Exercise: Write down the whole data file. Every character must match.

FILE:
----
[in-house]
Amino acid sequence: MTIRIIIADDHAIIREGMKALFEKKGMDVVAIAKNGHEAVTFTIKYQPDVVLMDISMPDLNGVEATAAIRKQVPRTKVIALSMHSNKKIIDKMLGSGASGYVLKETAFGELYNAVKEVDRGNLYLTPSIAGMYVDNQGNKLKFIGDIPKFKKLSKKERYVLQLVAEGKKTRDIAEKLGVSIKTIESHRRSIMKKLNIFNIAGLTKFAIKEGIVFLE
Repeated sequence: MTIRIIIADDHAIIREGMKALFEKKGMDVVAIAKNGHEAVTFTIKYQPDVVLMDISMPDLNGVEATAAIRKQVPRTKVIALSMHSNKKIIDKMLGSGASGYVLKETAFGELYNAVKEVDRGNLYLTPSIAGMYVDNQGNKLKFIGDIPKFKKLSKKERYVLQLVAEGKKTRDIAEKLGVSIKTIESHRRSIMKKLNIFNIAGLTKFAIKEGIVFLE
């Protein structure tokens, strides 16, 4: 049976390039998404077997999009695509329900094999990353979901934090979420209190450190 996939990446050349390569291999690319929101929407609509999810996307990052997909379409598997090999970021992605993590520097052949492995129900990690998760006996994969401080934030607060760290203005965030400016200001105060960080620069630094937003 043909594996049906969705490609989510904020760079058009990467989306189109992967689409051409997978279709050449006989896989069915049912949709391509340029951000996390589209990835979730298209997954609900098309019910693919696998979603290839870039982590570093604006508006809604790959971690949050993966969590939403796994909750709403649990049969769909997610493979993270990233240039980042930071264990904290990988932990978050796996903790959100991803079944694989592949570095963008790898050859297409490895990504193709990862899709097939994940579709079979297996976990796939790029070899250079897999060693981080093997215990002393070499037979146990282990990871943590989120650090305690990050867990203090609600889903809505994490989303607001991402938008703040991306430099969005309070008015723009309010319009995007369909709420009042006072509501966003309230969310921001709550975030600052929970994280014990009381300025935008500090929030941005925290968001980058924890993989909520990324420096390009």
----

[in-house]
Amino acid sequence: MTIRIIIADDHAIIREGMKALFEKKGMDVVAIAKNGHEAVTFTIKYQPDVVLMDISMPDLNGVEATAAIRKQVPRTKVIALSMHSNKKIIDKMLGSGASGYVLKETAFGELYNAVKEVDRGNLYLTPSIAGMYVDNQGNKLKFIGDIPKFKKLSKKERYVLQLVAEGKKTRDIAEKLGVSIKTIESHRRSIMKKLNIFNIAGLTKFAIKEGIVFLE
Repeated sequence: MTIRIIIADDHAIIREGMKALFEKKGMDVVAIAKNGHEAVTFTIKYQPDVVLMDISMPDLNGVEATAAIRKQVPRTKVIALSMHSNKKIIDKMLGSGASGYVLKETAFGELYNAVKEVDRGNLYLTPSIAGMYVDNQGNKLKFIGDIPKFKKLSKKERYVLQLVAEGKKTRDIAEKLGVSIKTIESHRRSIMKKLNIFNIAGLTKFAIKEGIVFLE
């Protein structure tokens, strides 16, 4: 049976390039998404077997999009695509329900094999990353979901934090979420209190450190 996939990446050349390569291999690319929101929407609509999810996307990052997909379409598997090999970021992605993590520097052949492995129900990690998760006996994969401080934030607060760290203005965030400016200001105060960080620069630094937003 043909594996049906969705490609989510904020760079058009990467989306189109992967689409051409997978279709050449006989896989069915049912949709391509340029951000996390589209990835979730298209997954609900098309019910693919696998979603290839870039982590570093604006508006809604790959971690949050993966969590939403796994909750709403649990049969769909997610493979993270990233240039980042930071264990904290990988932990978050796996903790959100991803079944694989592949570095963008790898050859297409490895990504193709990862899709097939994940579709079979297996976990796939790029070899250079897999060693981080093997215990002393070499037979146990282990990871943590989120650090305690990050867990203090609600889903809505994490989303607001991402938008703040991306430099969005309070008015723009309010319009995007369909709420009042006072509501966003309230969310921001709550975030600052929970994280014990009381300025935008500090929030941005925290968001980058924890993989909520990324420096390009």